The Grifters is like a new game of Paper, Scissors, Rock, and Dynamite. Roy’s the paper, Lily’s the rock, the Mob’s the dynamite. Which leaves the scissors. Say hello to Myra, Roy’s girlfriend. In tandem, Myra and Lily make Scylla & Charybdis look like the Sisters of Charity. As played by Annette Bening in an Oscar-nominated, breakthrough role, Myra Langtry uses her body like a travelling salesman uses his smile. Where Lily is ruthlessly efficient, Moira is recklessly hungry. The men involved with her make the mistake of believing that hunger is sexual. Even Lily fails to take Myra’s full measure until it’s too late. Roy’s at the bottom of this food chain. That he still holds our attention down there is a measure of John Cusack’s acting ability.
As if the mix I’ve just described weren’t volatile enough, Jim Thompson’s story takes the mother-son relationship into even darker territory. Freud would have had a field day. Having a mom who packs a silencer, dresses to kill, and says things like, “You don’t know what I’d do. You have no idea” was something even Oedipus didn’t have to deal with.
Fleeting breaks in the grimness are provided by Henry Jones as the desk clerk in Roy’s hotel. He indulges in the kind of rambling monologues on the state of contemporary morals & civilization which endear some of us to life in the Big Town, and have made the careers of Tom Waits and Charles Bukowski.
In writing the screenplay, novelist Donald Westlake had the good sense to stick closely to Jim Thompson’s original story. Along with David Goodis, Charles Williams, Charles Willeford, and several others, Thompson picked up the tradition of the roman noir handed down by James M. Cain, Dashiell Hammett, and Raymond Chandler. Such writers, dismissed in their lifetimes as denizens of a literary sub-cellar, have had to wait for posterity to credit them with unique and powerful voices. Out of print for 30 years, publishers such as Black Lizard Press are re-issuing much of the work of Thompson et al. in expensive, trade-paperback editions. An original 25-cent Jim Thompson paperback from the early Sixties now sells for $300 in Vancouver used book stores. The irony goes even deeper. As was the case with many of the now-acknowledged B movie classics of the 40’s and 50’s, the most of the people who kept the faith with the creators of stories with titles like Shoot the Piano Player, A Swell looking Babe, I Wake Up Screaming, The Hot-Spot, The Burnt Orange Heresy, etc. were foreigners: the Finns, the French, the Germans. It was actually a young Finnish journalist who recommended Thompson, Goodis and Williams to me some 15 years ago. If you like Hemingway’s short stories, and old Bogart, Cagney, and George Raft movies, check out the Black Lizard boys. While you’re at it, rent a few videos to follow up on The Grifters: The Ashphalt Jungle (John Houston); The Killers (Stanley Kubrick); To Have and Have Not (Howard Hawks); Double Indemnity (Billy Wilder); Out of the Past (Jacques Tourneur); and The Third Man (Carol Reed).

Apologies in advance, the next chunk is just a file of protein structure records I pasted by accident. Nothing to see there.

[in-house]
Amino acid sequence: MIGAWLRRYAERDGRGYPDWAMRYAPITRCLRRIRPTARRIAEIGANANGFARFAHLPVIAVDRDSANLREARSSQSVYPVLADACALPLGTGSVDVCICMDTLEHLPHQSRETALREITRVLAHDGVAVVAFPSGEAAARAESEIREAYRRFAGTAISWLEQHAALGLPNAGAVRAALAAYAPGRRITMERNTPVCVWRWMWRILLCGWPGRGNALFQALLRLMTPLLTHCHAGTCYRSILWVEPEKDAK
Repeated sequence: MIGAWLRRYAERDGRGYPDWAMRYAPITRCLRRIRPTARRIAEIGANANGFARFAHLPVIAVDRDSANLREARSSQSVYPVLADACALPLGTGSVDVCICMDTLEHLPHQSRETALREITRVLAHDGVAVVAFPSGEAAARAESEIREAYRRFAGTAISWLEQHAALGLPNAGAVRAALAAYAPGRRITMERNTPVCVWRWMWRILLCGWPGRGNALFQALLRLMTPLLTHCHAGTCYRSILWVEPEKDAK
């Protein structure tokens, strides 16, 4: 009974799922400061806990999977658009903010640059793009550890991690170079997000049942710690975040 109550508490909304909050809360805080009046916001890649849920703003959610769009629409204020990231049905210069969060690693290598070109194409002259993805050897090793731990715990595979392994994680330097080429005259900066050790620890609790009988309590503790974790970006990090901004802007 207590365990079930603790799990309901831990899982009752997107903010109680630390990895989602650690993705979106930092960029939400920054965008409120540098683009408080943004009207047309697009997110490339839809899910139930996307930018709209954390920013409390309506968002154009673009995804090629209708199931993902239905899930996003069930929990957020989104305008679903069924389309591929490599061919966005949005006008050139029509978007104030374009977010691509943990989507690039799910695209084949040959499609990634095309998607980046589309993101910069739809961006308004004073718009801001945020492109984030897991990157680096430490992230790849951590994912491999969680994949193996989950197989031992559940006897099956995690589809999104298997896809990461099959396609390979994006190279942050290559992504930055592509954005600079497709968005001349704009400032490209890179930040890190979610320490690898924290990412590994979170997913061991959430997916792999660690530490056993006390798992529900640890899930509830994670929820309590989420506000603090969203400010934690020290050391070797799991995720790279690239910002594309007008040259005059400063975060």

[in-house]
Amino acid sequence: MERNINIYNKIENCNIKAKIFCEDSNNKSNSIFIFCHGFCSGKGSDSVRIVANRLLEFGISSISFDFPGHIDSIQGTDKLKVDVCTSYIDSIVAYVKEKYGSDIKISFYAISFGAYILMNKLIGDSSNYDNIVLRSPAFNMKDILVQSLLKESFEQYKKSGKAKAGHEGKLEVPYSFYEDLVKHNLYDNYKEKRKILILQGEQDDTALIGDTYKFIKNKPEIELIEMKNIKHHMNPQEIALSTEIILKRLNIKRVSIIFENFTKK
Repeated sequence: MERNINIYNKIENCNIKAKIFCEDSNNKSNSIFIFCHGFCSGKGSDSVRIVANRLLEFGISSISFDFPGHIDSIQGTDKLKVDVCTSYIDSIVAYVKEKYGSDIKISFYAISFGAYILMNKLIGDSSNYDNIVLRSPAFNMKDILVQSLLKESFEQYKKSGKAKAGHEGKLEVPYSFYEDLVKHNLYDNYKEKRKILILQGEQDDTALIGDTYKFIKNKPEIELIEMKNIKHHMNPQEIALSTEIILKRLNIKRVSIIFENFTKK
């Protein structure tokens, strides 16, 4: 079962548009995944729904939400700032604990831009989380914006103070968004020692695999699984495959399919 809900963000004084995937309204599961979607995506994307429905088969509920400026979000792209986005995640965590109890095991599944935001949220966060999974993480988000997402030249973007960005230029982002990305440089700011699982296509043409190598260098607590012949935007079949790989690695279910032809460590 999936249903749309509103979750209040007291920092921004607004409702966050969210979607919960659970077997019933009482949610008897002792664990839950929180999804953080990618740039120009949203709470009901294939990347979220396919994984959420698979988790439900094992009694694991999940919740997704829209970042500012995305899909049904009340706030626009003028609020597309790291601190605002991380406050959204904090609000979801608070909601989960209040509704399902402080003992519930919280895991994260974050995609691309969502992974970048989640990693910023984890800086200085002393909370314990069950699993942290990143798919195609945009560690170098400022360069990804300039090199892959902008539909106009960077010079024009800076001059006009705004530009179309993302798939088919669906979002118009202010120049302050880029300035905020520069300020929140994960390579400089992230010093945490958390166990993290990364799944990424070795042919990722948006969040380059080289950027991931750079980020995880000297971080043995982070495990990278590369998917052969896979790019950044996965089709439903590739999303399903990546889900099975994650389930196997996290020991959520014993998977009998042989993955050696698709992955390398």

Looking Back & Second Thoughts
Surprisingly, this film is not readily available through iTunes or YouTube. I could have sworn I had a copy, but seem to have been mistaken. My original review will have to do for now, but I’m definitely going to track down a copy The Grifters in the next couple of months to take a second look.